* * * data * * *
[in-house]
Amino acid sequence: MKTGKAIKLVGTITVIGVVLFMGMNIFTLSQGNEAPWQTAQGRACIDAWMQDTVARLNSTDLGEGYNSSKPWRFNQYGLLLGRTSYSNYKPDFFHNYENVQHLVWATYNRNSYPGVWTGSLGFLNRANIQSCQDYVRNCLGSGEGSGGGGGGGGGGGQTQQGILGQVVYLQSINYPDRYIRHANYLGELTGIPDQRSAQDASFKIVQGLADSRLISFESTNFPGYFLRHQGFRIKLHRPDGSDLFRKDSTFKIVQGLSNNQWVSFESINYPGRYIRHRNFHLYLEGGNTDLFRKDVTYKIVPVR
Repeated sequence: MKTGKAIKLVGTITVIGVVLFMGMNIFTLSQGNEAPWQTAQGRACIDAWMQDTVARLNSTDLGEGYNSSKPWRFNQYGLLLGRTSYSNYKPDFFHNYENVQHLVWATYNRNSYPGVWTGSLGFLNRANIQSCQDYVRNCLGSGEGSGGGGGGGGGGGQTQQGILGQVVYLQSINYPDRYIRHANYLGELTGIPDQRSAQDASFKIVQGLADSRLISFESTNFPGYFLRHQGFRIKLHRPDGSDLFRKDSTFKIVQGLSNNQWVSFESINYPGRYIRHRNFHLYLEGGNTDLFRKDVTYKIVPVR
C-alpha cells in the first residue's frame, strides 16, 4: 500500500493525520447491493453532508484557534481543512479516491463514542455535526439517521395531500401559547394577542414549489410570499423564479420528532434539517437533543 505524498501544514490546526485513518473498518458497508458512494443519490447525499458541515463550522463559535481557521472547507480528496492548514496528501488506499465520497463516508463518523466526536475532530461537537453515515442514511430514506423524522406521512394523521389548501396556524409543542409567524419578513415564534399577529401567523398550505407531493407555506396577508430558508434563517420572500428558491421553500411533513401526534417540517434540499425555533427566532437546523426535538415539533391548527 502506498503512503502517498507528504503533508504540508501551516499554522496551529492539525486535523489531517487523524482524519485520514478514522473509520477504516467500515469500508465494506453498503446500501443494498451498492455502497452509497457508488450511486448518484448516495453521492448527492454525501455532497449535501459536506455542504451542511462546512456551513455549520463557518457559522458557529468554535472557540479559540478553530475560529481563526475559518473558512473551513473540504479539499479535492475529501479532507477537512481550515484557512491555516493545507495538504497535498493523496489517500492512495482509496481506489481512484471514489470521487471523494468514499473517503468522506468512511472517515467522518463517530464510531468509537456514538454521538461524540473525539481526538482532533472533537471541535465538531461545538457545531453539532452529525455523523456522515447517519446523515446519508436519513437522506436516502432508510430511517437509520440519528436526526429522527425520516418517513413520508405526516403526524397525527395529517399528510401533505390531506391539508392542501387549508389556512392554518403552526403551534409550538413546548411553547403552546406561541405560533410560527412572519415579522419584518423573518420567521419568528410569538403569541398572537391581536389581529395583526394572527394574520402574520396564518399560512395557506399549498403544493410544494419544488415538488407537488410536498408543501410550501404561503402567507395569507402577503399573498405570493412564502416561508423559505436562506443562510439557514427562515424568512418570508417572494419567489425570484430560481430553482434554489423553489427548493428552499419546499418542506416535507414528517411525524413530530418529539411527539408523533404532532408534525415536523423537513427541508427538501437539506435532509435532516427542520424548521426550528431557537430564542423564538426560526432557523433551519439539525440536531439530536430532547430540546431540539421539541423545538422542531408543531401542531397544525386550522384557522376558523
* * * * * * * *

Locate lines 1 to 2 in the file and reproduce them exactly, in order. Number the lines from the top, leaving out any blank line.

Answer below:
[in-house]
Amino acid sequence: MKTGKAIKLVGTITVIGVVLFMGMNIFTLSQGNEAPWQTAQGRACIDAWMQDTVARLNSTDLGEGYNSSKPWRFNQYGLLLGRTSYSNYKPDFFHNYENVQHLVWATYNRNSYPGVWTGSLGFLNRANIQSCQDYVRNCLGSGEGSGGGGGGGGGGGQTQQGILGQVVYLQSINYPDRYIRHANYLGELTGIPDQRSAQDASFKIVQGLADSRLISFESTNFPGYFLRHQGFRIKLHRPDGSDLFRKDSTFKIVQGLSNNQWVSFESINYPGRYIRHRNFHLYLEGGNTDLFRKDVTYKIVPVR